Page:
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New local study in Singapore found that VR technology helped youngsters feel less anxious

Youngsters who receive vaccines at polyclinics can soon be offered a virtual reality (VR) headset to help them cope with any fear and pain that they feel during the procedure.

Silver, a virtual reality programme that interprets a two-minute narrative is the technology that can help the children. It can replace animation videos or interactive offerings that are generally used for helping children get through the pain of medical treatment processes. When a child puts on the virtual reality headset, they will come across a spell book and a crystal tower hovering over it.

Burp, an avatar, asks the youngster to help him energise the crystal tower. Burp will tap the child’s left shoulder with a magic wand to correspond with the injection spot. A virtual rune is then triggered on the child’s left shoulder, allowing magical power to flow into the crystal tower.

Nurses can use a tablet to follow the story’s evolution and manage the vaccine administration.


SingHealth Polyclinics (SHP) carried out a pilot project in 2019 to see if virtual reality could help with vaccination phobia among kids.

Burp’s avatar design was selected by a group of twenty children aged four to ten.


To build a tale that keeps youngsters engaged, the team collaborated with scientists from the National Institute of Education and seasoned nurses.

Dr Chang Zi Ying, associate consultant & clinic director of SHP-Sengkang, stated in a recently held virtual briefing that the virtual reality programme entirely plunges a youngster in a virtual environment for reducing pain signals. According to Ying, the VR option is better than distractions like iPads and YouTube videos that still keep children aware of the nurses bringing the needles to their skin.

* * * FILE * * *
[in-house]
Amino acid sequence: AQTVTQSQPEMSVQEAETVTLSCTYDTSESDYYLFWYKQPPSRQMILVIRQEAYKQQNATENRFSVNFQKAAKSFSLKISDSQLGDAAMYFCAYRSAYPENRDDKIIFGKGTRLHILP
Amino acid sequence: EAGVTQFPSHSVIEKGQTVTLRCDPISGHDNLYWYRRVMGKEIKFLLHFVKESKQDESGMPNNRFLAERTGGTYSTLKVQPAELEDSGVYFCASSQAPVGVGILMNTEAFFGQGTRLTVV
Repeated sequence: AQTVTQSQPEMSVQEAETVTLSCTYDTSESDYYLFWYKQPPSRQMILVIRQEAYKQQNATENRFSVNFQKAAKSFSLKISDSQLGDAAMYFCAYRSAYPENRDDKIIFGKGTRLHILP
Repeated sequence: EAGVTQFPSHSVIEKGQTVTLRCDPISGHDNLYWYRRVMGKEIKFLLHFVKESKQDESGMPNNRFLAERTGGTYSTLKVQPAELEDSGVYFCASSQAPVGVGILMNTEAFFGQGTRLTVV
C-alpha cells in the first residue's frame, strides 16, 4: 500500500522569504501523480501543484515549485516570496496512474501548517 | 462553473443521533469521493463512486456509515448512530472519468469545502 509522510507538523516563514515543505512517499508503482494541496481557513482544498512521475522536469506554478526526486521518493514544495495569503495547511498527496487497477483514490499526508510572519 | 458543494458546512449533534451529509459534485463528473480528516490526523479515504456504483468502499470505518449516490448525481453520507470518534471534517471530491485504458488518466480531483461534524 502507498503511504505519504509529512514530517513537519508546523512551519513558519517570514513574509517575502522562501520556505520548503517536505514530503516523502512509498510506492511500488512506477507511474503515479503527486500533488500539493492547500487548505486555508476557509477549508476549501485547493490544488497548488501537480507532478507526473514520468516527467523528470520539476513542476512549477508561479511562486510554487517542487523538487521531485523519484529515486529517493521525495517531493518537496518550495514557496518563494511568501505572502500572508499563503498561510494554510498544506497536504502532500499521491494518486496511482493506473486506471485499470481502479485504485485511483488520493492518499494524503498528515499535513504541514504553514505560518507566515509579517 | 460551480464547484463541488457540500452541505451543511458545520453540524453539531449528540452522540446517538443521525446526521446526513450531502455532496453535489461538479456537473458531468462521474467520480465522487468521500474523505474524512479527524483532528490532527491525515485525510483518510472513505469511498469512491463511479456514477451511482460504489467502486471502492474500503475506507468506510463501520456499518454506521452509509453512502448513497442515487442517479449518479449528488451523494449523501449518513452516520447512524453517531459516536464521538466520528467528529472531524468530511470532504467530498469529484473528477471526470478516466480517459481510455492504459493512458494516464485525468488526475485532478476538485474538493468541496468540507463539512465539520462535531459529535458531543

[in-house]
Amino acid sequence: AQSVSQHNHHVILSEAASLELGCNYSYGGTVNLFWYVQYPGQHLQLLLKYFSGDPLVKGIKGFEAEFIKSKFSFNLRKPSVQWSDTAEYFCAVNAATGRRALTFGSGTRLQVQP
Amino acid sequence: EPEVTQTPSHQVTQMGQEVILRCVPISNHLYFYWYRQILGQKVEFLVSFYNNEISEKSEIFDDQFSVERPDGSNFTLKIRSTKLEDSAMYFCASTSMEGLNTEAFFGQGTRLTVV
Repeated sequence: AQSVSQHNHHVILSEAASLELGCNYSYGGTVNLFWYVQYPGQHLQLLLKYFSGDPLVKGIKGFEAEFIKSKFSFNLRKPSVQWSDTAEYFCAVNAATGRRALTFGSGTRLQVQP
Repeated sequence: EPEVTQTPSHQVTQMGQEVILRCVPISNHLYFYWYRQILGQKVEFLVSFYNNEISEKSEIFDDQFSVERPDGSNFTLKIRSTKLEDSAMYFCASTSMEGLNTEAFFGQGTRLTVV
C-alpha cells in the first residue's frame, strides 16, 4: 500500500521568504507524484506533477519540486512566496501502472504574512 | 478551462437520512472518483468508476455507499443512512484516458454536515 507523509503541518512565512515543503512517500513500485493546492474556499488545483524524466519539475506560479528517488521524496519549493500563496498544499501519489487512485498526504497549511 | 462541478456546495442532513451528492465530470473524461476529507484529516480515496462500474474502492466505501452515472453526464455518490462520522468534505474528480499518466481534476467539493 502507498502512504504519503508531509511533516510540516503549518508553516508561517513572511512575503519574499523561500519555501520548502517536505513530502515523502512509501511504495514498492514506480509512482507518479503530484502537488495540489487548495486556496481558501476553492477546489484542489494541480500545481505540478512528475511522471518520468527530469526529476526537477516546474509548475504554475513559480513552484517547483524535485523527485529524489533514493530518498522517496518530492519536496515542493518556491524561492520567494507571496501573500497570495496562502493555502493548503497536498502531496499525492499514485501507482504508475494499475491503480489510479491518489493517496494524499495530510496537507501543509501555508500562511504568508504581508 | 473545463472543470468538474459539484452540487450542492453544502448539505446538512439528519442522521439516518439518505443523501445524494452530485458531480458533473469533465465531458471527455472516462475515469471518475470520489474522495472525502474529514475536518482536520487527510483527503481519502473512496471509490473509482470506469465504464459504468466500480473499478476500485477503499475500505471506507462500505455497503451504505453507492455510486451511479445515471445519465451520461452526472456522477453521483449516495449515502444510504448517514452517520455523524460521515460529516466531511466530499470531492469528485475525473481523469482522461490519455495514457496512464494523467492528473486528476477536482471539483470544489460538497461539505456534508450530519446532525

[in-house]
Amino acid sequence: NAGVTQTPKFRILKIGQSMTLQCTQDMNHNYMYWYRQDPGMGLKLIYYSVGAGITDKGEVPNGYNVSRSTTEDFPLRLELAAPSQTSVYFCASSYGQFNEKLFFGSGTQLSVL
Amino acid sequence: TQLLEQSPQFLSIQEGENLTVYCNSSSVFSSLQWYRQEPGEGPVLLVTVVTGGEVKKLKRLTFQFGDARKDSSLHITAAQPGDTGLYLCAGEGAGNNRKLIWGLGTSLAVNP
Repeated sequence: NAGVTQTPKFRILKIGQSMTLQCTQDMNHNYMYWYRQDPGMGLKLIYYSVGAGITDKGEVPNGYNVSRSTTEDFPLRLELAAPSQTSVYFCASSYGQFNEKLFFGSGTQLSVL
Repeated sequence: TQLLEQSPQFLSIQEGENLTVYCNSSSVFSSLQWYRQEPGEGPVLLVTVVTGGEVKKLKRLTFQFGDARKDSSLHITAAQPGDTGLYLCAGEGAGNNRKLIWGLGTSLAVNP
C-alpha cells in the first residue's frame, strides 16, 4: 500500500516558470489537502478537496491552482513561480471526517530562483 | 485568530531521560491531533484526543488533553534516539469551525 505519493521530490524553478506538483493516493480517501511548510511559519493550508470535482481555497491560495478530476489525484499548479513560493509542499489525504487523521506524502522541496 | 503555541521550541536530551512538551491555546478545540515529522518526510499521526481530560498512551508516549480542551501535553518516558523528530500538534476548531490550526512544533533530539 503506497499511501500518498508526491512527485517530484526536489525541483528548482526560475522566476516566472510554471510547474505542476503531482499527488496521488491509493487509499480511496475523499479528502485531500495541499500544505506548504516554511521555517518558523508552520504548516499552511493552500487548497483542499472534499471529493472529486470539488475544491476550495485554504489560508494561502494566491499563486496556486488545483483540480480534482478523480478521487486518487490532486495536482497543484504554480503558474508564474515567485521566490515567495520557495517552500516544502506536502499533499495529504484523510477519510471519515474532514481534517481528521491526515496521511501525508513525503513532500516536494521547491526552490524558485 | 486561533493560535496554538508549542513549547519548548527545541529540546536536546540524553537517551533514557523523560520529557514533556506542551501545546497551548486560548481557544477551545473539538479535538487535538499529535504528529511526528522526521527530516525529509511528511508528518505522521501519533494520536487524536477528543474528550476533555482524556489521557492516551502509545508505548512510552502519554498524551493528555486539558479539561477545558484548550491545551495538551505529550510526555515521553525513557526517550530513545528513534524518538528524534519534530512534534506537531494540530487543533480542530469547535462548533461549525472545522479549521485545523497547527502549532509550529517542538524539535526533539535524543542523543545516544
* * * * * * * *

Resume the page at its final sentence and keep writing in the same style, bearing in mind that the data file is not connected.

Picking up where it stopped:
At SHP-Sengkang, another set of 30 children between the ages of four to ten were recruited for the study. They were divided into two groups of 15 youngsters each: intervention and control. Those in the intervention group wore a virtual reality headset to observe a VR animation whilst receiving a vaccine, whereas those in the control group received their immunisation without seeing the VR animation.

The children in the intervention group had a significantly lower anxiety level than the children in the control group. According to the research team, there were no substantial disparities in pain levels between the two groups, likely due to the limited group of participants in the research study.


When compared to the control group, the anxiety level of accompanying parents decreased dramatically in the intervention group. The anxiety levels of the nurses in both groups were not substantially distinct. The findings, according to Dr. Chang, demonstrate the possibility of adopting VR technologies in children vaccination.

In March, the research was released in the Frontiers In Paediatrics publication. The researchers look to develop the study to include people of all ages, as well as those who are afraid of needles.

According to Tan Ngiap Chuan, SHP director of research, they might even think about starting a range of software so that youngsters can have new VR adventures anytime they visit for immunisations.

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